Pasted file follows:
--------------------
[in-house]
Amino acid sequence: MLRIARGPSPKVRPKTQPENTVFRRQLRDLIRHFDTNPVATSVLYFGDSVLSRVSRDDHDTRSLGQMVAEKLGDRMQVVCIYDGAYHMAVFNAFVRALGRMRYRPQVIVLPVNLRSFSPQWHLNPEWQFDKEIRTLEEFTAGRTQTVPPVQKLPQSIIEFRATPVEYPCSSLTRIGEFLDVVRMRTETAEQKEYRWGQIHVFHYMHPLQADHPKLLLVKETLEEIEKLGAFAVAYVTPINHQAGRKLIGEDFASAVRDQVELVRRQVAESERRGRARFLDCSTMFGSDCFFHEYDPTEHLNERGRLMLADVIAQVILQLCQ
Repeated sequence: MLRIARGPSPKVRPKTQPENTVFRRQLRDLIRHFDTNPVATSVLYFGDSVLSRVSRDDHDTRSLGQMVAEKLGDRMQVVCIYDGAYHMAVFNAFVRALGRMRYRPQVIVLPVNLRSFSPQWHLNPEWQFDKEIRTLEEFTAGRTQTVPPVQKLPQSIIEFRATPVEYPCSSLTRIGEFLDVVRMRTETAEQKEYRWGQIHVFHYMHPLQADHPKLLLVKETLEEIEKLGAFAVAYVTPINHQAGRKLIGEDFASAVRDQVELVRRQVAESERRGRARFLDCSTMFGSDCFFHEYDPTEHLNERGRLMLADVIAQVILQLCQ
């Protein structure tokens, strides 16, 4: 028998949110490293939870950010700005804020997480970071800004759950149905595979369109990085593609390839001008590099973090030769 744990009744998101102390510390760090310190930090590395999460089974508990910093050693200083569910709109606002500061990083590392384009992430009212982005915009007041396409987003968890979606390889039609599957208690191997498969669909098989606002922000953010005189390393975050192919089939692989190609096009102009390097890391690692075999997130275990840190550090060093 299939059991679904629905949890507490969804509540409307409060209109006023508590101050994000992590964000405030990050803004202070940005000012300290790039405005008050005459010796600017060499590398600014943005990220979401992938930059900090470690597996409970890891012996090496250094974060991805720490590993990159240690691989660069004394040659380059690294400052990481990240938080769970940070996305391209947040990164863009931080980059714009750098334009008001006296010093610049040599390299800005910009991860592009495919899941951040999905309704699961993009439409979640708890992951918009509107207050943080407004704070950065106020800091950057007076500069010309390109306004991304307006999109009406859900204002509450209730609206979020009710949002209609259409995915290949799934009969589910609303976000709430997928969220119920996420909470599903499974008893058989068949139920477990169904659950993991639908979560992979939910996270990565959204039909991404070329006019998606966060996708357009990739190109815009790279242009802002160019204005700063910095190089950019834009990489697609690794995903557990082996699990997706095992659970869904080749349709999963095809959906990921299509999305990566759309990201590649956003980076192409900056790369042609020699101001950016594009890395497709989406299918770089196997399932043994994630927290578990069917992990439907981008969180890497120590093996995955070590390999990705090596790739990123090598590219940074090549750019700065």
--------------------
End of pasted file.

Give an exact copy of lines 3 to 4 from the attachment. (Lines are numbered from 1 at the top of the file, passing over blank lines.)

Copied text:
Repeated sequence: MLRIARGPSPKVRPKTQPENTVFRRQLRDLIRHFDTNPVATSVLYFGDSVLSRVSRDDHDTRSLGQMVAEKLGDRMQVVCIYDGAYHMAVFNAFVRALGRMRYRPQVIVLPVNLRSFSPQWHLNPEWQFDKEIRTLEEFTAGRTQTVPPVQKLPQSIIEFRATPVEYPCSSLTRIGEFLDVVRMRTETAEQKEYRWGQIHVFHYMHPLQADHPKLLLVKETLEEIEKLGAFAVAYVTPINHQAGRKLIGEDFASAVRDQVELVRRQVAESERRGRARFLDCSTMFGSDCFFHEYDPTEHLNERGRLMLADVIAQVILQLCQ
């Protein structure tokens, strides 16, 4: 028998949110490293939870950010700005804020997480970071800004759950149905595979369109990085593609390839001008590099973090030769 744990009744998101102390510390760090310190930090590395999460089974508990910093050693200083569910709109606002500061990083590392384009992430009212982005915009007041396409987003968890979606390889039609599957208690191997498969669909098989606002922000953010005189390393975050192919089939692989190609096009102009390097890391690692075999997130275990840190550090060093 299939059991679904629905949890507490969804509540409307409060209109006023508590101050994000992590964000405030990050803004202070940005000012300290790039405005008050005459010796600017060499590398600014943005990220979401992938930059900090470690597996409970890891012996090496250094974060991805720490590993990159240690691989660069004394040659380059690294400052990481990240938080769970940070996305391209947040990164863009931080980059714009750098334009008001006296010093610049040599390299800005910009991860592009495919899941951040999905309704699961993009439409979640708890992951918009509107207050943080407004704070950065106020800091950057007076500069010309390109306004991304307006999109009406859900204002509450209730609206979020009710949002209609259409995915290949799934009969589910609303976000709430997928969220119920996420909470599903499974008893058989068949139920477990169904659950993991639908979560992979939910996270990565959204039909991404070329006019998606966060996708357009990739190109815009790279242009802002160019204005700063910095190089950019834009990489697609690794995903557990082996699990997706095992659970869904080749349709999963095809959906990921299509999305990566759309990201590649956003980076192409900056790369042609020699101001950016594009890395497709989406299918770089196997399932043994994630927290578990069917992990439907981008969180890497120590093996995955070590390999990705090596790739990123090598590219940074090549750019700065």